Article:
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By Roy Hales

February 9, 2013 (San Diego)--An editorial, written in defense of the proposed Gregory Landfill, recently complained that, “…the Pala decided to claim the entire mountain is a sacred site.” I sometimes wonder how much the people who do, or say, things like that know of their own ancestry? Without resorting to a genealogist, can they tell us where their paternal great, great grandfather lived? How about their maternal great, great, grandmother?

Personally: I’ve seen the initials my paternal great, great, great, great, great grandfather carved in the rafters of a barn in Stockbury, England, and been to the ruins of the house my maternal great, great, great grandmother and her husband built in New Brunswick after the American Revolution. (He was one of the disbanded Highlanders, who came over to crush the rebellion in 1776.) Yet the threads of my genealogy are widely scattered and my sense of personal history shrivels to insignificance when seen alongside that of many Native Americans.

I once interviewed an elderly Indian woman about a 900-year-old axe that had recently been dug up. She was a stocky woman, the chief of her local band, and peered out at me through dark rimmed glasses. Her words, “my people” reached back through the centuries to claim ownership of the artifact.

Listening to her, I suddenly realized that I had no “people.” I am a Canadian, but that word seemed more a geographic accident that a statement of being. My sense of personal history is limited to my family tree. The Indian woman and I were microcosmic reflections of how differently our cultures view the past. I knew something about the personalities that shaped history, but almost nothing of how my family fit into that picture. Her approach was more integrated. The Indian woman’s family history was so intertwined with that of her people that she thought of them as the same. She is not alone.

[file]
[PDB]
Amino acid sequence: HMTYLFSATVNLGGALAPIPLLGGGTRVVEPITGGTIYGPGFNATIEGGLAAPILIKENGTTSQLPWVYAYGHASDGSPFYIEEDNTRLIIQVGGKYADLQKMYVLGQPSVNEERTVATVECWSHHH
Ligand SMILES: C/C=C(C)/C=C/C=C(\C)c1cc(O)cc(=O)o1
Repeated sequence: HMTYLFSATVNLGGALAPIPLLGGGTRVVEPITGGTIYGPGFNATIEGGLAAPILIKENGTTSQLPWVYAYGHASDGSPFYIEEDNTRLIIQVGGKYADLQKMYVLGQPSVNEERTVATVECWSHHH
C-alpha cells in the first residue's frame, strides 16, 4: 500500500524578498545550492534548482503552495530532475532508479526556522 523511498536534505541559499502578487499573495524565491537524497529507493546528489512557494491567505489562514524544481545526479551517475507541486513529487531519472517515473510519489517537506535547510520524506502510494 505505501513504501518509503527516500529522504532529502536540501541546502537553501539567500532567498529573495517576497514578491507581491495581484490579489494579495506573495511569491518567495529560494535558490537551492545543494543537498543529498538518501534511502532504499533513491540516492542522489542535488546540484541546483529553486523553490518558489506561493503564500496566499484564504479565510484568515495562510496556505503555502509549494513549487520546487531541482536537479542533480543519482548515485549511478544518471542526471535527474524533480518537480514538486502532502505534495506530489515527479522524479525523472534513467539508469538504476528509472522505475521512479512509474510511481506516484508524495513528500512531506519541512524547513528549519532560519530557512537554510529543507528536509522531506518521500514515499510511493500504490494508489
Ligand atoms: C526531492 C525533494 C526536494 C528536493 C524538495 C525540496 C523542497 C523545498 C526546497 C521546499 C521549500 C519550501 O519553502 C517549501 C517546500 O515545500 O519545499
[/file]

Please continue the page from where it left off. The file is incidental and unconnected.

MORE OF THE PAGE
Unfortunately for our bigoted reporter, North America was occupied before we Europeans arrived. Every tribe has its own mythology and places that are sacred to them. Looking out from my front window, across the waters from where I now live, there is a village whose story intertwined with that of one of that people’s great mythic heroes. Mankind was supposedly created about ten miles south of here, at the mouth of a river. Though I don’t know many local legends, I can point to a couple of sacred places that are not far from my home.

I have read that Gregory Mountain - where they want to put the landfill - was one of the resting places of a mythical figure called Takwic, and for that reason the mountain was sometimes called Takwic Puki, or Takwic’s House. (It was more commonly called, “Chokla.”) The Luiseno people have been making pilgrimages to Chokla for generations. They also consider the river that flows beside it sacred, and believe the Gregory Canyon landfill represents an enormous potential threat of desecration to this vital source of life-giving power. I have no reason to doubt this story. It is similar to the local traditions found in many locations across North America.

We Europeans have long chosen to ignore this. Not too long ago Raymond Robinson, of “Idle No More” fame, said something to the effect that when the White Men came, his ancestors offered to share the land with them. The White Men responded by taking it.

Of course, our ancestors would have thought of it differently. The Native Americans were “savages”, who did not know what to do with the land, and our ancestors were “civilized.” Do we want to perpetuate that colonial mentality?

If not, it would seem we need to recognize that the people who lived here before us have a connection to the land. Maybe we should start letting them have a voice in the things that matter to them. Maybe, working together, we can find a way to live together.

The views expressed in this editorial reflect the views of the author and do not necessarily reflect the views of East County Magazine. To submit an editorial for consideration, contact

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